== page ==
Poetry or Fiction?

For literary works of 100 words or less, what is the dividing line between poetry and fiction? It can’t be the presence or absence of line breaks since there is a recognized poetic form called prose poetry. It can’t be the presence or absence of a well-defined plot, either, since narrative poetry has been around for millennia–not to mention the mere whispers of beginnings/endings in hint fiction. Many stories submitted to PicFic ended up being recast as poems then published at unFold, and vice versa. But a recent twitterzine submission from Eric Berg highlighted the issue to the point that we decided to run it in both zines simultaneously.

In PicFic, Eric’s words appeared as a story:

Across the Ravel Rave

My body am become the ticky-tacky-tock-clock. Pumping off joints. Breathing out-in pressure. Why won’t you come?

If the reader infers that “Rave” in this title refers to a type of dance party and  “Ravel” refers to Maurice Ravel and his music, setting and tension are immediately established. The reader can wonder why the view point character would attend a dance that plays Boléro. The reader can feel the repetitive drum and bass lines making the clock that ticks while the view point character waits, even hear the joints popping in the plink of violin strings. (Seriously, listen to the song while you read the story five times slowly if you don’t believe me.) The repetitive nature of the music echoes the speaker’s presumed repetitive checking of the watch and incessant worries about being stood up. This work has backstory, conflict, characters, setting, and the hint of a resolution. It is a 140 character tragedy.

OR (and this multiplicity of meaning is what I love most about micro writing) the reader might take the word “Ravel” to mean its old sense of falling apart and “Rave” to mean incoherent utterances. This meaning is enhanced by the (intentional) incorrect usage of verbs and prepositions. In this scenario, the reader is given a first person glimpse of a speaker succumbing to madness, possibly through grief or a broken heart. This slide has a beginning in knowing/hoping, a middle where the speaker tries to make sense of change/doubts, and an ending in not-knowing/giving up. Setting is left more open to the reader’s imagination with this interpretation, but it still contains enough elements to be regarded as a story–most likely a tragic one.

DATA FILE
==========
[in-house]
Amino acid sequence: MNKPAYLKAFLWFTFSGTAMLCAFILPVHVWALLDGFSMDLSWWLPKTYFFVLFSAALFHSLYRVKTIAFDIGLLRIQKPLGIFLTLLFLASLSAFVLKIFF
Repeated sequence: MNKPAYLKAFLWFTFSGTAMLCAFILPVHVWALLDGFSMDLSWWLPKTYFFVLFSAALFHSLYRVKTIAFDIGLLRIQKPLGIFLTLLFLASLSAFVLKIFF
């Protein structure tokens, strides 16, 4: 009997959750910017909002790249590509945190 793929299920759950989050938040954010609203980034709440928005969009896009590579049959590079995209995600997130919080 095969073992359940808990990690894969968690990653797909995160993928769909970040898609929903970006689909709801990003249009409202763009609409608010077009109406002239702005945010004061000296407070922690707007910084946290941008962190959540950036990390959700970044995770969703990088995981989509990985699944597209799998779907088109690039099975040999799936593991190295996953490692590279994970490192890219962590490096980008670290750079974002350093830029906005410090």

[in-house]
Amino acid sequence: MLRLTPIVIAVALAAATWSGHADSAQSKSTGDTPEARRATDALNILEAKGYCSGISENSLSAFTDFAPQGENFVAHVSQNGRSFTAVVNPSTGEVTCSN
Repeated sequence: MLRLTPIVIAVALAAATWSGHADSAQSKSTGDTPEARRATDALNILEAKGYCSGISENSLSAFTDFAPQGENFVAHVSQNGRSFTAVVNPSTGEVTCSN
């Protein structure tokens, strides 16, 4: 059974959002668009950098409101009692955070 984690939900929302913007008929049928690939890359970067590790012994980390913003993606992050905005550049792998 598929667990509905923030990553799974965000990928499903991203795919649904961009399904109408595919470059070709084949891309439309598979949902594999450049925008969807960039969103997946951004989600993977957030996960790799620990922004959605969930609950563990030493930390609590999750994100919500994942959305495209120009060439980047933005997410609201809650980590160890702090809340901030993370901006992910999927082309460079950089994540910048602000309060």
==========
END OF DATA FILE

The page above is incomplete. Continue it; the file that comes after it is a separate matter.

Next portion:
In unFold, Eric’s words appeared as a poem:

After the Fifth Cigarette

I am become
the ticky-tacky tock-clock.
I pump off joints, I breathe out
pressure. Why won’t you come?

The poem’s title, unlike the story’s title, brings readers immediately inside the speaker. There’s a holding of the breath, a focus on a particular internal moment. Readers who have smoked (or lived around smokers) may even experience a sensory moment if their bodies remember the feeling of smoke in the lungs and nicotine in the brain, nerves, and muscles. Through the use of line breaks, we are taken from the speaker’s surface thought (“become”), through his/her coping mechanism (smoking, watching the clock, controlled-breathing) to land at his/her deepest desire (“come”). And while a reader would be able to imagine a story around this moment, story isn’t really the point of the work when presented this way. Feeling is the point–a feeling that is universal and shared between the poet, speaker, and readers.

So the sum total of all this rambling? The dividing line between poetry and fiction in micro works is a shifty one depending on who is reading the work. But at the end of the day, I draw the line where the perceived heart of the work falls: storyline = fiction, shared experience = poetry. Where do you draw it?

~J.S.

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4 Comments Add yours

  1. Dhyan says:

    isn’t the difference here derived from/also the change in the title?

    for me that is a clear example of the power and importance of the title.

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  2. grayestone says:

    Thanks for your input, Dhyan. The title definitely has a lot to do with the difference and I agree that it highlights the importance of a title. It also highlights why writers should take great care with their titles for micro works to make sure each title pulls its weight. But then that leads to the questions: What prompted the writer to feel the need to change the title depending on which zine he submitted to? What is it about the text that allows it to play chameleon and what does that say about poetic/fictional distinctions?

    Like

  3. Karyn says:

    Such interesting questions–you’ve got me thinking…

    I appreciate the time it took to put this post together. I always enjoy access to the back-story/context that accompanies creative works, and meaning-making from various vantage points including those of producers (writers, editors, publishers) and consumers themselves (readers). Thank-you for taking the time to articulate these thoughts.

    I’m still thinking about your questions …

    Like

  4. grayestone says:

    Thanks, Karyn. Can’t wait to hear what your creative mind comes up with!

    Like

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